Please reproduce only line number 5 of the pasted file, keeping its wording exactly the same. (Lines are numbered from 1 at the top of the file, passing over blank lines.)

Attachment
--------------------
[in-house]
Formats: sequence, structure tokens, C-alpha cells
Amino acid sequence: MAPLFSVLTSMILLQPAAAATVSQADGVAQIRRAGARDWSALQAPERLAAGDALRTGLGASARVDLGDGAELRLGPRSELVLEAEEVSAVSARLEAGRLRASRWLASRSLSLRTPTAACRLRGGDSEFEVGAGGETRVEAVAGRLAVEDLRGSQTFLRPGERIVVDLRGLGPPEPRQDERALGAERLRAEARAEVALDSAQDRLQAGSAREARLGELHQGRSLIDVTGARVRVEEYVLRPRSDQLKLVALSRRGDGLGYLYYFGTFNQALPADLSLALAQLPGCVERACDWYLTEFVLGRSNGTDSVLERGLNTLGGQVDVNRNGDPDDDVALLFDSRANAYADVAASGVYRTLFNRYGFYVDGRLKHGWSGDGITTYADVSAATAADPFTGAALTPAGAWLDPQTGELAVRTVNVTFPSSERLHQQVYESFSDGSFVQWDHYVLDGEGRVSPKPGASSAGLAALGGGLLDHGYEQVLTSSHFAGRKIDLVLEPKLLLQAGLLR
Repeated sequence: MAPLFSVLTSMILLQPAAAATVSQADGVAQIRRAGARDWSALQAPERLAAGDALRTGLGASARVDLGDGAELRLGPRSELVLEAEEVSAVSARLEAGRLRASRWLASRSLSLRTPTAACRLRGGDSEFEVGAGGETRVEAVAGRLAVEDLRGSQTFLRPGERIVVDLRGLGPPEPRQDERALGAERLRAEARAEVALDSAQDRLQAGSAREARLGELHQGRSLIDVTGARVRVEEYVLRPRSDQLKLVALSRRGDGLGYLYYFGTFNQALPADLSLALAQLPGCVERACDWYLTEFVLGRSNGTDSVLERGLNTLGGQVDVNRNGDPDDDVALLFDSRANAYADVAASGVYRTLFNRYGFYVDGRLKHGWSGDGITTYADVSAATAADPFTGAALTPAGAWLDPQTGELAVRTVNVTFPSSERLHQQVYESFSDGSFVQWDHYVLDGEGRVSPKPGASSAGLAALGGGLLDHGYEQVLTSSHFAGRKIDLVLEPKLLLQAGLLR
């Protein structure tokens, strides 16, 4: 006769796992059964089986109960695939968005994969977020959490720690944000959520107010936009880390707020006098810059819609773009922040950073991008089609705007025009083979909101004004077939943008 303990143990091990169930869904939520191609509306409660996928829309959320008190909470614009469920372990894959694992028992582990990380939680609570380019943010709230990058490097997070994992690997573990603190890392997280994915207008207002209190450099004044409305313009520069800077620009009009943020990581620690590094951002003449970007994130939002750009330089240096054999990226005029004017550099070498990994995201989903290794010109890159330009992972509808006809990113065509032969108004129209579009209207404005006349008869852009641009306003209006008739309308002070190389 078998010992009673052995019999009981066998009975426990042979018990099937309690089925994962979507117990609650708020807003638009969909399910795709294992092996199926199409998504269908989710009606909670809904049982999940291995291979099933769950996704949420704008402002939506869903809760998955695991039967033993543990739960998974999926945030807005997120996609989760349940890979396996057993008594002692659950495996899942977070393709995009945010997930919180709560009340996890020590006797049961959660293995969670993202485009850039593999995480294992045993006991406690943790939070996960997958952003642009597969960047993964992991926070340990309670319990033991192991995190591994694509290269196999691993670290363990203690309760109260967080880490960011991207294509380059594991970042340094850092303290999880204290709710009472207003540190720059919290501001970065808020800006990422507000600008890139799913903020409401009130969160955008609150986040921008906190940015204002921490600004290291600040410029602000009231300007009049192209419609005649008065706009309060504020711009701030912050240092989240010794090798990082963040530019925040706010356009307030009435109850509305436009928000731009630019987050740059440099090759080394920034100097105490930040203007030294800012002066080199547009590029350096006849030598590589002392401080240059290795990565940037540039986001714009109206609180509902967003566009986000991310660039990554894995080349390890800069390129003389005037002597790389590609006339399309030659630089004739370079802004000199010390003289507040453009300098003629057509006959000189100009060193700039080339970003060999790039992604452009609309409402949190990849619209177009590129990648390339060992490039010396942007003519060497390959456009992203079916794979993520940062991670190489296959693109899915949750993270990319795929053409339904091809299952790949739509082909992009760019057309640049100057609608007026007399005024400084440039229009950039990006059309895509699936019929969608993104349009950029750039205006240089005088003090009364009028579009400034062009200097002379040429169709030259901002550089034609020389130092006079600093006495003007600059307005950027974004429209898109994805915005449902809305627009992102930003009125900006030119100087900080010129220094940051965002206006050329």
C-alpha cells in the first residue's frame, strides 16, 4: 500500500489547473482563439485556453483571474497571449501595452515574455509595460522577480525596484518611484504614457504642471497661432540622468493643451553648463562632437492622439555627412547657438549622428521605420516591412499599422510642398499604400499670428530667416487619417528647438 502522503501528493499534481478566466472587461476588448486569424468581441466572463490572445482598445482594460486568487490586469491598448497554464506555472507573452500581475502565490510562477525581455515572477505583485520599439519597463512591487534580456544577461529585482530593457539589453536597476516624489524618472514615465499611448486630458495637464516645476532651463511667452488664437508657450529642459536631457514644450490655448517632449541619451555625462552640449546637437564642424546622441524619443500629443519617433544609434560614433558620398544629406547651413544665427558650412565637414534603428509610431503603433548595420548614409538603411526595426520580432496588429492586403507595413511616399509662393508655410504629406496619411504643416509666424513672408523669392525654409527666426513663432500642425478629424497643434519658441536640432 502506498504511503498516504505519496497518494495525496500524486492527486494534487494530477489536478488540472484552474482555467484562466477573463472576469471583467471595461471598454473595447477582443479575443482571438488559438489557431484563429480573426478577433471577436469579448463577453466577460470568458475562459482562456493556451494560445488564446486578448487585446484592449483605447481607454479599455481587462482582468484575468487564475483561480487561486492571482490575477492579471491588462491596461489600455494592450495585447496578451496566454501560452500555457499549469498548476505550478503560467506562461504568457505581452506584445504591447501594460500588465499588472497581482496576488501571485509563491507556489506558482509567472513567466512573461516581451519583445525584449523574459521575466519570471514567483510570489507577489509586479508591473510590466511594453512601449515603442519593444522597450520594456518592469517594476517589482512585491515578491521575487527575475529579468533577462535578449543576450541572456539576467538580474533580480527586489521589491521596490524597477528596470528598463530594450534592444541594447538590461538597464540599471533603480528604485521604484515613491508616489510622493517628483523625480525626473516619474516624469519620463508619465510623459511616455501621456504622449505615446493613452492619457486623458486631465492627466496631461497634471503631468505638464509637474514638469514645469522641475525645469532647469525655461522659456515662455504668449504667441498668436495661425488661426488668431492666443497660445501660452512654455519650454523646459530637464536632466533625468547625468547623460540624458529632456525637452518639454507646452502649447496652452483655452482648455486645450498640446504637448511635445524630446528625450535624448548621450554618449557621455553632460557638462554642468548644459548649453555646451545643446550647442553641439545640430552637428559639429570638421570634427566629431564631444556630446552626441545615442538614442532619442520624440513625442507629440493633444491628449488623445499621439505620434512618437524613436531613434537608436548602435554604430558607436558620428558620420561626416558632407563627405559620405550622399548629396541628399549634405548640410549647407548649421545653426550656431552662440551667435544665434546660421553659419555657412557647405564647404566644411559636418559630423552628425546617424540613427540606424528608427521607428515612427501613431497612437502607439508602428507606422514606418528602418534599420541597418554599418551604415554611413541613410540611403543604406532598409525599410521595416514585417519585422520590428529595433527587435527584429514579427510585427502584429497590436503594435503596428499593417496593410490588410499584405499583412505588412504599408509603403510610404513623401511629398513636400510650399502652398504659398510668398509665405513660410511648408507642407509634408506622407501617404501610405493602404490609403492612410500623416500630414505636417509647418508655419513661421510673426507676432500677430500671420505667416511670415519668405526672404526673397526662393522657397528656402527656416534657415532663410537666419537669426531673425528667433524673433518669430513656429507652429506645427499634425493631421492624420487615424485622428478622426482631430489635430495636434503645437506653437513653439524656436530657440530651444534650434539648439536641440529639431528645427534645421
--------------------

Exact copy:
């Protein structure tokens, strides 16, 4: 006769796992059964089986109960695939968005994969977020959490720690944000959520107010936009880390707020006098810059819609773009922040950073991008089609705007025009083979909101004004077939943008 303990143990091990169930869904939520191609509306409660996928829309959320008190909470614009469920372990894959694992028992582990990380939680609570380019943010709230990058490097997070994992690997573990603190890392997280994915207008207002209190450099004044409305313009520069800077620009009009943020990581620690590094951002003449970007994130939002750009330089240096054999990226005029004017550099070498990994995201989903290794010109890159330009992972509808006809990113065509032969108004129209579009209207404005006349008869852009641009306003209006008739309308002070190389 078998010992009673052995019999009981066998009975426990042979018990099937309690089925994962979507117990609650708020807003638009969909399910795709294992092996199926199409998504269908989710009606909670809904049982999940291995291979099933769950996704949420704008402002939506869903809760998955695991039967033993543990739960998974999926945030807005997120996609989760349940890979396996057993008594002692659950495996899942977070393709995009945010997930919180709560009340996890020590006797049961959660293995969670993202485009850039593999995480294992045993006991406690943790939070996960997958952003642009597969960047993964992991926070340990309670319990033991192991995190591994694509290269196999691993670290363990203690309760109260967080880490960011991207294509380059594991970042340094850092303290999880204290709710009472207003540190720059919290501001970065808020800006990422507000600008890139799913903020409401009130969160955008609150986040921008906190940015204002921490600004290291600040410029602000009231300007009049192209419609005649008065706009309060504020711009701030912050240092989240010794090798990082963040530019925040706010356009307030009435109850509305436009928000731009630019987050740059440099090759080394920034100097105490930040203007030294800012002066080199547009590029350096006849030598590589002392401080240059290795990565940037540039986001714009109206609180509902967003566009986000991310660039990554894995080349390890800069390129003389005037002597790389590609006339399309030659630089004739370079802004000199010390003289507040453009300098003629057509006959000189100009060193700039080339970003060999790039992604452009609309409402949190990849619209177009590129990648390339060992490039010396942007003519060497390959456009992203079916794979993520940062991670190489296959693109899915949750993270990319795929053409339904091809299952790949739509082909992009760019057309640049100057609608007026007399005024400084440039229009950039990006059309895509699936019929969608993104349009950029750039205006240089005088003090009364009028579009400034062009200097002379040429169709030259901002550089034609020389130092006079600093006495003007600059307005950027974004429209898109994805915005449902809305627009992102930003009125900006030119100087900080010129220094940051965002206006050329």